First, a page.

Insurance could cost-effectively help protect and restore mangrove forests, which can offer increased resilience and protect against coastal flooding according to a report published by The Nature Conservancy and University of California and supported by AXA XL.
The report, Reducing Caribbean Risk: Opportunities for Cost-Effective Mangrove Restoration and Insurance, identifies 3,000 km of coastline in the Caribbean region where post-storm mangrove restoration, which could be paid for by insurance and other mechanisms, would provide flood protection benefits that significantly outweigh the cost of mangrove rehabilitation.
The report says that although the US and the Bahamas have the most robust insurance markets, mangrove forests’ protective benefits are also significant in the Dominican Republic and Jamaica due to their high population densities.
Mangroves can be found in over 118 countries and territories in the tropical and subtropical regions of the world. Asia has the largest coverage of the world’s mangroves, followed by Africa, North and Central America, Oceania and South America. Approximately 75% of the world’s mangrove forests are found in just 15 countries.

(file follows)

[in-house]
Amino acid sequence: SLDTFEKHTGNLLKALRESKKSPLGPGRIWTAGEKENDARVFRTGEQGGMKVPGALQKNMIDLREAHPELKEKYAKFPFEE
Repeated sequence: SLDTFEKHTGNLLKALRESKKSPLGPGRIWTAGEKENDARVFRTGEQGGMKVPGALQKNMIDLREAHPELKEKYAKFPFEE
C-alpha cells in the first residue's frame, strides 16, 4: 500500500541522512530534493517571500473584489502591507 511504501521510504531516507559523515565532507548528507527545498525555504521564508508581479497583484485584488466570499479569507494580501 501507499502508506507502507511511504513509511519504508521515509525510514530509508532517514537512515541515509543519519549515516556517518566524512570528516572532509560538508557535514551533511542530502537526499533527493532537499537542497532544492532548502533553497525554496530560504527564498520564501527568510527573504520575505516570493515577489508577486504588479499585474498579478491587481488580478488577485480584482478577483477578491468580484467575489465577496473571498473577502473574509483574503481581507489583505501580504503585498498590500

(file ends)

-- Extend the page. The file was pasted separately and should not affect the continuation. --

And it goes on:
AXA XL director of sustainable development Chip Cunliffe said, “As part of our Ocean Risk Initiative, we’re looking to develop insurance and finance products that incorporate nature-based solutions - including mangroves - to help close the protection gap and build resilience at local, regional and global levels.
“In line with AXA Group’s focus on climate and biodiversity, we are using our risk management expertise to look for new ways to reduce community vulnerability to coastal flooding, which is expected to increase as sea levels rise. A specific mangroves solution could provide effective protection to coastal communities.”
University of California Professor Michael Beck said, “With increasing sea levels and waves, more communities will be exposed to impacts from extreme weather. Mangroves provide a cost-effective first line of defence protecting people and property from these hazards.”
The Nature Conservancy, which helped develop and launch the first coral reef insurance policy off Quintana Roo in Mexico, is helping lead this new approach.
Nature Conservancy director of coastal risk and resilience Mark Way said, “We are about to begin a second phase of research to build on this report and deepen our understanding of technical aspects and the potential demand for an insurance product to protect mangroves in particular locations in the Caribbean.”
The report suggests that a parametric insurance policy based on wind speed is most feasible and could be paired with a traditional indemnity policy to cover both short-term and longer-term restoration actions. The funding source(s) and beneficiaries of the programme, whether public or private bodies, will significantly influence how a mangrove insurance scheme is structured. A